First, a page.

James Watson is the man behind Watson Team Roping. But make no mistake, this popular Tioga, Texas-based operation is a family-run affair that also includes wife Brandi, son Ethan, 18, and daughter Bailey, 14. James and Brandi—who were the king and queen of their first-grade carnival and have dated since they were 14-year-old high school freshmen—have built a strong company culture of catering to their customers, which in their case is team ropers.

Q: When did the roping bug bite you?

A: I’ve lived and breathed roping since I was 8 years old. I’ve been around ropings my whole life.

Q: When and how did Watson Team Roping come about?

A: My hobby turned into a business 22 years ago. I’m 44 now, but by the time I got to be 22 I already knew I wanted to put on ropings. The very first jackpot I put on was with Frank Zermeno in Whitesboro, Texas. Frank had a nice indoor arena, and got tired of putting on ropings himself. He called me one night and said, “I have a proposition for you.” He gave me my start by offering his arena to me, and we started that next Friday night with 4 for $24—$12 a man—lower-numbered ropings. We were originally JW Productions, but changed our name to Watson Team Roping when we started working with the Ariat World Series of Team Roping in 2014.

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Q: How do you and Brandi divide responsibilities at your ropings?

A: We have a deal. She runs the office, and I handle everything outside the office. When we’re off putting on ropings, Ethan and Bailey hold down the fort at home. Rhyder Nelson helps make it all happen, too. He works here at the house, and runs the second arena for me at the ropings. Brandi and I couldn’t do it without those three.

The Watson Family includes Bailey, James, Brandi and Ethan.undefined

The Watson Family includes Bailey, James, Brandi and Ethan.undefined

Q: Headaches and sleepless nights come with the roping producer territory. What drives and motivates you to keep going back for more?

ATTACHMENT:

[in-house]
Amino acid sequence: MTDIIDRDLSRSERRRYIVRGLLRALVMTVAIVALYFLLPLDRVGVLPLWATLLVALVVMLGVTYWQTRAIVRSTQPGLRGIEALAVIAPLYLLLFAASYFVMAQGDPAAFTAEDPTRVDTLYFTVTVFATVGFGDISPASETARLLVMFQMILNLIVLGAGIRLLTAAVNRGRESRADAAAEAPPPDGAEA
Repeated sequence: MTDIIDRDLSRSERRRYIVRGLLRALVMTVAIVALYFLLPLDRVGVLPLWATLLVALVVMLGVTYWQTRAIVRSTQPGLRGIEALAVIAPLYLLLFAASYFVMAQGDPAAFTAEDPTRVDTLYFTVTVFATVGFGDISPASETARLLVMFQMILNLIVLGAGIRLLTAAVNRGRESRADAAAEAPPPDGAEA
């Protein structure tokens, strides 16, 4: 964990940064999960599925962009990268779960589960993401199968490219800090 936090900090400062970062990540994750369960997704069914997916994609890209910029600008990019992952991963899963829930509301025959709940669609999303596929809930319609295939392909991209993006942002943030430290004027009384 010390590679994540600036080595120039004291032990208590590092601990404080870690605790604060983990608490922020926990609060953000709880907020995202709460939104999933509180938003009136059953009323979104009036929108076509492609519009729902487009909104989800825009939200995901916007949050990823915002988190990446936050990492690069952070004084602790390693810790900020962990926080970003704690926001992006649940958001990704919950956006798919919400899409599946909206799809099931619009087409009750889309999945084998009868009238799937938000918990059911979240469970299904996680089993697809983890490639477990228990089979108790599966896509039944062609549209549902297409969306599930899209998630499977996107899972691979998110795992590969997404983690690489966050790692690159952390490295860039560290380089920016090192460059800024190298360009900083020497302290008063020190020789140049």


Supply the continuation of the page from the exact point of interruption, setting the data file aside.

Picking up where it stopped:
A: Putting on ropings has just always been a passion of mine. And treating people the way I’d want to be treated if I was the roper is how we do it—Brandi and I, our flaggers, office help and entire crew. I’m 110% about customer service. If we have 300 teams at a roping, I’ll sit at the stripping chute and thank all 300 teams for coming. I shake hands all day. I never want anybody at a roping to feel like they’re just a team number to us.

Q: Recreational ropers make up the majority of team ropers today, and are the core of your clientele, right?

A: Yes, and they’re a great group of people. People who rope as a hobby have worked all week, so are just so glad to get to be there. I provide a service by making a fun, fair place for them to come compete and play, and they’re so appreciative. It’s always good to work hard for people who appreciate it.

Q: How big are you into the steer end of the business?

A: We raise beef cattle, but we also run a lot of roping steers. I like to own steers, so I’m guaranteed to have good cattle. I’m kind of a control freak when it comes to the cattle, so I own 600 roping steers. Jeff Hilton from Olney, Texas, supplies the other half of my cattle, and he does an outstanding job with it.

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Q: Which regions do you serve with your ropings?

A: Texas, Oklahoma and Louisiana. We started out with four ropings, and now put on 12 World Series ropings a year. The World Series of Team Roping is the top roping organization in the world, and that’s who we want to be involved with.

Q: Has your own roping had to take a backseat to producing ropings?

A: Yes. I very seldom go anywhere else to compete anymore. Watson Team Roping is my top priority.

Q: What’s the key to producing successful ropings?

A: Good cattle and a team of great folks running the production. Everyone has to be on the same page to keep a roping running smoothly, and I’m proud of the job my team does. I think I have the best flaggers there are—George Ishman, John Antu, Arlon Dobbs and Marcus Becerra—and they all rope. I believe every flagger should rope, and every roper should flag. If it’s a 50-50 call, the tie goes to the runner.

Q: How do you handle the inevitable complaints that come up?

A: We work hard to prevent problems, and I don’t like for anyone to leave mad. If you leave feeling cheated, I want it to be because you cheated yourself, not because of our production. I’m not going to argue much with anybody, but I am going to go out of my way to make things right.

Q: How have you seen the roping business evolve in your lifetime?

A: When we started 22 years ago, a big night was 100 teams. This May in Ardmore, Oklahoma, we had 2,700 teams. I never thought in my wildest dreams that I’d be able to put on ropings full time. I’m doing what I love, and I really appreciate that. Watson Team Roping wouldn’t be here today if it wasn’t for Denny and Connie Gentry giving me a chance, and John English believing in me since day one. My teams have grown every year. Team roping’s future looks bright to me. 

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